recommendation of the Board of Education.
There is no indication in the Congressional reports or debates, either at the time of the language changes in 1943 or at the time of the latest change of 1951, that Congress intended to alter in any manner the basic provision of the Act of March 3, 1905, and carried on with minor changes since, that there should be a separation of races in the education of deaf children of the District.
Turning now to the motion of the Columbia Institution defendants: That institution is a private corporation, incorporated under an Act of Congress approved February 16, 1857, 11 Stat. 161, as amended. Under the Act of incorporation, it is managed by a Board of Directors. It has the right to contract, to sue and to be sued. It is not a part of the public school system. its status is like that of Howard University, which has been held to be a private institution. Maiatico Construction Co. v. United States to Use of Phelps, 65 App.D.C. 62, 79 F.2d 418, certiorari denied, 296 U.S. 649, 56 S. Ct. 309, 80 L. Ed. 462.
As above stated, the Act of March 1, 1901, supra, provides that all deaf-mutes of teachable age shall be received and instructed in the Columbia Institution, their admission being subject to the approval of the Superintendent of Schools, and the appropriation Act for 1952 provides funds for the maintenance and instruction of deaf children by contract entered into by the Commissioners upon recommendation of the Board of Education.
Therefore, the only obligation of the Columbia Institution to educate deaf children is to educate those who are approved by the Superintendent of Schools and whose education is made the subject of a contract between the Institution and the Commissioners. The Institution has accepted all children so approved. The plaintiffs have not been approved by the Superintendent of Schools, nor has the Columbia Institution been requested by the Commissioners to contract for their education.
There being no breach of duty or obligation owing plaintiffs by Columbia Institution defendants, there is no legal basis for this action as against them, and they are entitled to summary judgment.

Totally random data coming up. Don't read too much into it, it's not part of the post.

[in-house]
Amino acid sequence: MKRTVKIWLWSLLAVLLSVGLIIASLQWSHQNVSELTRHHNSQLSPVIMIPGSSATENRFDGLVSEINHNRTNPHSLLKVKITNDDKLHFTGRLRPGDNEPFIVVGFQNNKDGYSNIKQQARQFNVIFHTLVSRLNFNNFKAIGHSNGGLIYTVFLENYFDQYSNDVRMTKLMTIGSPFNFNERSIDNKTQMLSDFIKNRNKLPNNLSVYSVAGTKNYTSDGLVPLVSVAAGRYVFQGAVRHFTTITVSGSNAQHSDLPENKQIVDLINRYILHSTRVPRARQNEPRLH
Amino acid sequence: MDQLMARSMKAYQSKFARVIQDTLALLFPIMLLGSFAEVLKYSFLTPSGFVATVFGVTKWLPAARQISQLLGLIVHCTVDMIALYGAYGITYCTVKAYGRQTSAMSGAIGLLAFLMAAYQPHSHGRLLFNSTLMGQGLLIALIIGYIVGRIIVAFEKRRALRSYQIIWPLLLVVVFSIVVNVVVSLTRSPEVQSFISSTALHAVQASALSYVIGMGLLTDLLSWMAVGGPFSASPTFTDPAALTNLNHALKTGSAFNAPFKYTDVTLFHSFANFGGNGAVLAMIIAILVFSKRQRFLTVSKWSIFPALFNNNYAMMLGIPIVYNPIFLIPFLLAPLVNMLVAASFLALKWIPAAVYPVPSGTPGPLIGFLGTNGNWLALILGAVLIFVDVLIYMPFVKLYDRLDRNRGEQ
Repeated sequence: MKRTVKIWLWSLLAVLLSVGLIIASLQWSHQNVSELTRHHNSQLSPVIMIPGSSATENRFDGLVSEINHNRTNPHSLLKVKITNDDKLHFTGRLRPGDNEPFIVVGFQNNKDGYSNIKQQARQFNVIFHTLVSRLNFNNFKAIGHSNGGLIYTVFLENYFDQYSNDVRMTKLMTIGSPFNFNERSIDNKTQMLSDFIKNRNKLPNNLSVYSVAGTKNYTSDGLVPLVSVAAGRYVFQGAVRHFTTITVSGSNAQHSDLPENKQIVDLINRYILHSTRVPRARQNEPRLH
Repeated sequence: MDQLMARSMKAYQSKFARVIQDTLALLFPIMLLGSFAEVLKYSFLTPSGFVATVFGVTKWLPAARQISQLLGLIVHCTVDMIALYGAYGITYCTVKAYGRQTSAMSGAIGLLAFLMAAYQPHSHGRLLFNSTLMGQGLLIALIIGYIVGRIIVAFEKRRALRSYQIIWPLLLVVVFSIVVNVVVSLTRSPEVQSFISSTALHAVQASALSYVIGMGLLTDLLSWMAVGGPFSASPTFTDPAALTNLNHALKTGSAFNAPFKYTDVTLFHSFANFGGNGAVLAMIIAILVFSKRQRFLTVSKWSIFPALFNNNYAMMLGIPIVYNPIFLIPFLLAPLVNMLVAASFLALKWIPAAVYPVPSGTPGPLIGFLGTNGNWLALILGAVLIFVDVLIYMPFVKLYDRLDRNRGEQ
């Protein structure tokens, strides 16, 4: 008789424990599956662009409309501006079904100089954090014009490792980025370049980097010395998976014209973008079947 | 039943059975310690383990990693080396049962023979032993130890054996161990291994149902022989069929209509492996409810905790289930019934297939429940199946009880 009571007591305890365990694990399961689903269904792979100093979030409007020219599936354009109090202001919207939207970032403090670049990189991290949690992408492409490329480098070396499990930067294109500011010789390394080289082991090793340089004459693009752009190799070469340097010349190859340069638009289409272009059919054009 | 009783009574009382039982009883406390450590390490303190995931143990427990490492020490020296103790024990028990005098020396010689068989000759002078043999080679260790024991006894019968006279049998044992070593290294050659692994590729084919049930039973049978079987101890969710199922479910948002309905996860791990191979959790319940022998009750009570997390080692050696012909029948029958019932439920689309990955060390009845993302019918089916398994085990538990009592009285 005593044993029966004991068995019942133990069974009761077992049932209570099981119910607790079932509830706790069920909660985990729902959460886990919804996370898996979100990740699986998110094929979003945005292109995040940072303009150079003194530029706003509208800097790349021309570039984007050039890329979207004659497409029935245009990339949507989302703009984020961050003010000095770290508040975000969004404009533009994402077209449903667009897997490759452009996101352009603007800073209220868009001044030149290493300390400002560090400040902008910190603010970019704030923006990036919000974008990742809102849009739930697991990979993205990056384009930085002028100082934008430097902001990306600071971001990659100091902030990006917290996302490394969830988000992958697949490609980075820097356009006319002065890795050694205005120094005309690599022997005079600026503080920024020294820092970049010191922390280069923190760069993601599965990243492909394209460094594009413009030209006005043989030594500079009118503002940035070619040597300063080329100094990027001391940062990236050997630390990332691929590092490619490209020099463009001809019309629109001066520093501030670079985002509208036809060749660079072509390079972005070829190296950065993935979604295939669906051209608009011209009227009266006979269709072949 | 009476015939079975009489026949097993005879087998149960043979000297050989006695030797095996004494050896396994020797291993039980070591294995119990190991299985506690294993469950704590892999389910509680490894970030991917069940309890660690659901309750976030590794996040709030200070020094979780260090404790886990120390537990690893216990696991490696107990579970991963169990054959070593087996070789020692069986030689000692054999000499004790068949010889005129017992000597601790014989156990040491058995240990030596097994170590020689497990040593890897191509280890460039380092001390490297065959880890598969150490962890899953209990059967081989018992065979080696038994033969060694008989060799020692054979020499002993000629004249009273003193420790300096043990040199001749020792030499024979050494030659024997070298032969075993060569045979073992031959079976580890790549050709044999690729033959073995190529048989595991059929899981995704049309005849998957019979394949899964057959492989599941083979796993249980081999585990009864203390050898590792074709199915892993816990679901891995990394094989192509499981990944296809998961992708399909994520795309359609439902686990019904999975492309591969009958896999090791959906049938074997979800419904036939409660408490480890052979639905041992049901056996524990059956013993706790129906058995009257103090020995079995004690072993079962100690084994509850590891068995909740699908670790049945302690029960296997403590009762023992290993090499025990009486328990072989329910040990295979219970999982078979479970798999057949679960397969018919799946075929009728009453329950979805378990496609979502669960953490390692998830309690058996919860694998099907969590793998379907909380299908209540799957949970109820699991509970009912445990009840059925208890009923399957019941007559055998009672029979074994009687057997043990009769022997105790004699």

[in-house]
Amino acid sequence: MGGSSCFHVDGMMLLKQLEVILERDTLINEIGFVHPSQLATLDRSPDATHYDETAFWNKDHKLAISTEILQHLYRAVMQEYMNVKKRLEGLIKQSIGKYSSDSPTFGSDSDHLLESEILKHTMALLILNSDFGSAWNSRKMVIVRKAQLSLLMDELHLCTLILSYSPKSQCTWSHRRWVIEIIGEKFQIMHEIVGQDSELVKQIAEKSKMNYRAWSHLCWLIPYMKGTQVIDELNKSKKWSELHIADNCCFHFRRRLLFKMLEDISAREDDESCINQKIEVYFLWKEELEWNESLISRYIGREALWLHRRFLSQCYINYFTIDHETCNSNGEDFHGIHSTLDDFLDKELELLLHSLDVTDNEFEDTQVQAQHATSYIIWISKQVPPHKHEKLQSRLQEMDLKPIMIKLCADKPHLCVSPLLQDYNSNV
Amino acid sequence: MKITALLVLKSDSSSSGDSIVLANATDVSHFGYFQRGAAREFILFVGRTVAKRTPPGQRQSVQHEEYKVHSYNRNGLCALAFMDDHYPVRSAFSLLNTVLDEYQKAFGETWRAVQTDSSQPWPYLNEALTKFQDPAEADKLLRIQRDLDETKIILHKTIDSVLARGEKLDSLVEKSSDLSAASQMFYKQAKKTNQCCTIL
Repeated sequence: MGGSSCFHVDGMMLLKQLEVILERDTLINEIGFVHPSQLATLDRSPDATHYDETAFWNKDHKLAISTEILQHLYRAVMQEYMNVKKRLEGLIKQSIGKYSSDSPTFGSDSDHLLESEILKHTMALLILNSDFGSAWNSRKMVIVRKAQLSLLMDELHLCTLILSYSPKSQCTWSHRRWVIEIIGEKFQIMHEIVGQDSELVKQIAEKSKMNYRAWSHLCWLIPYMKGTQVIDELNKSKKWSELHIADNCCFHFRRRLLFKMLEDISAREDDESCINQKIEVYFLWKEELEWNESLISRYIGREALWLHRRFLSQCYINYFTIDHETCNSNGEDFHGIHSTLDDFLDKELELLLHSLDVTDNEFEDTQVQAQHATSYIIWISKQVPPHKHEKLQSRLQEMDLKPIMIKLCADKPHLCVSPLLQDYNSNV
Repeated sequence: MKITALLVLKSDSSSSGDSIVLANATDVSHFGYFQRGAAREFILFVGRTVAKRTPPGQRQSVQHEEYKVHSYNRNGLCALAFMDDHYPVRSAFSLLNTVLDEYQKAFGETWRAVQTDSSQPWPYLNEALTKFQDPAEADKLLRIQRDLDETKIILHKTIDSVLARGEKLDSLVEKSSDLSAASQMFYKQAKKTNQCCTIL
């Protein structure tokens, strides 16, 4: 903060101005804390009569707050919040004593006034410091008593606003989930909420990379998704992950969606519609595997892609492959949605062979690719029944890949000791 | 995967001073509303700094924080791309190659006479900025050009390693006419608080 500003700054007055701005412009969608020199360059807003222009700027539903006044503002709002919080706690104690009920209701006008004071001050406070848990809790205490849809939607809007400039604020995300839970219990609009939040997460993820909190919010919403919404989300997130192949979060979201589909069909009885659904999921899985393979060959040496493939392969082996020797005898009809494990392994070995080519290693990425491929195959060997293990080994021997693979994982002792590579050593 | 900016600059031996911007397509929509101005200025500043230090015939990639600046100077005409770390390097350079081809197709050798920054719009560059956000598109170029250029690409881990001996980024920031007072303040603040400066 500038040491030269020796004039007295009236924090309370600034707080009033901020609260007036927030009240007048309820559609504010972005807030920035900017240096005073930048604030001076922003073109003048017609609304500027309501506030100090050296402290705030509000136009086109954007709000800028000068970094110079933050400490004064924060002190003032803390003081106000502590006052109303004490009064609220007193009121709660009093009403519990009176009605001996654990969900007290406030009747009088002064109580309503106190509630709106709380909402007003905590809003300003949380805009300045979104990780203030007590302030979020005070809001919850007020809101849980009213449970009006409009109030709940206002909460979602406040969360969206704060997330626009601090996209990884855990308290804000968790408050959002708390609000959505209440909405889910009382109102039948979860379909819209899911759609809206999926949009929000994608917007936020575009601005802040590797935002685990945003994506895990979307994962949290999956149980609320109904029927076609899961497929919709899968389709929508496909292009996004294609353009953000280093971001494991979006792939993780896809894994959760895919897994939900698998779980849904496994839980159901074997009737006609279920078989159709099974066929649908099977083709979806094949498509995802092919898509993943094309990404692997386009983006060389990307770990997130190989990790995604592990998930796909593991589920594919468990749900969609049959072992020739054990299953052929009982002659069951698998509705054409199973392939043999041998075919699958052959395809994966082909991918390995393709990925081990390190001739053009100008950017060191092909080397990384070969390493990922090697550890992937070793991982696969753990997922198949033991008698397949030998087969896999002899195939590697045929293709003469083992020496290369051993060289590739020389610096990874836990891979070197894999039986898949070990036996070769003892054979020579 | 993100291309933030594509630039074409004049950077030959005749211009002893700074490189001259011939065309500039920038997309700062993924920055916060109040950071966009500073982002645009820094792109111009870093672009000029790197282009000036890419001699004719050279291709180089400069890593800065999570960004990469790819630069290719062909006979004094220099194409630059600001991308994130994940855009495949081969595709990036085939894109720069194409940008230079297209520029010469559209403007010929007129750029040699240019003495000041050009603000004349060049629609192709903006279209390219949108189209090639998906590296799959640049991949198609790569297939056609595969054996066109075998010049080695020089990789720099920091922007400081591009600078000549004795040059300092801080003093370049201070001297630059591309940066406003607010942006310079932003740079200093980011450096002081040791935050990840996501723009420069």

I shall now take up the motion of the District defendants. It is apparent from the foregoing legislative review that, since the Act of March 3, 1905, supra, Congress has provided, and intended to provide, for the instruction of deaf children on a segregated basis. This is in conformity with the operation of the public school system. Accordingly, for many years the white deaf children have been sent to the Columbia Institution for the Deaf, in Washington, D.C., and the colored deaf children have been sent to the Maryland School.
The constitutional validity of the separation of races in the public schools of the District has been upheld in Carr v. Corning, etc., 86 U.S.App.D.C. 173, 182 F.2d 14, the opinion in that case being predicated on the 'separate but equal' doctrine. But in the instant case the white children are educated within the District of Columbia, and the colored children are educated in Maryland; and since the decision of the Supreme Court in Missouri ex rel. Gaines v. Canada, 1938, 305 U.S. 337, 59 S. Ct. 232, 83 L. Ed. 208, it has been settled that a State may not provide educational facilities within its boundary for one race and send the other outside the State to receive the same course of instruction.
I cannot agree with the District defendants that there is a distinction in this connection between providing educational facilities in institutions operated by the District and providing them by contract with institutions operated by others. As I see it, the practice involved in this case offends against the Gaines decision; and therefore, to maintain the legality of the separation of the races, it is the duty of the District to provide equal educational facilities within the District for deaf children of both races, if it provides for any therein. How this is to be done is not a matter for me to decide, but the difficulties do not seem to be insurmountable, for the record herein discloses that the President of the Columbia Institution has advised the Superintendent of Schools that provision will be made for the education of colored deaf children in segregated classes in its school, and the Board of Education has agreed to recommend the making of a contract for the Columbia Institution to so educate colored deaf children of the District commencing in September of 1952.
The motion of District defendants for summary judgment should therefore be denied.
There is no basis for granting the prayer for convening a three-judge court, and the same is denied.
Counsel will submit appropriate orders.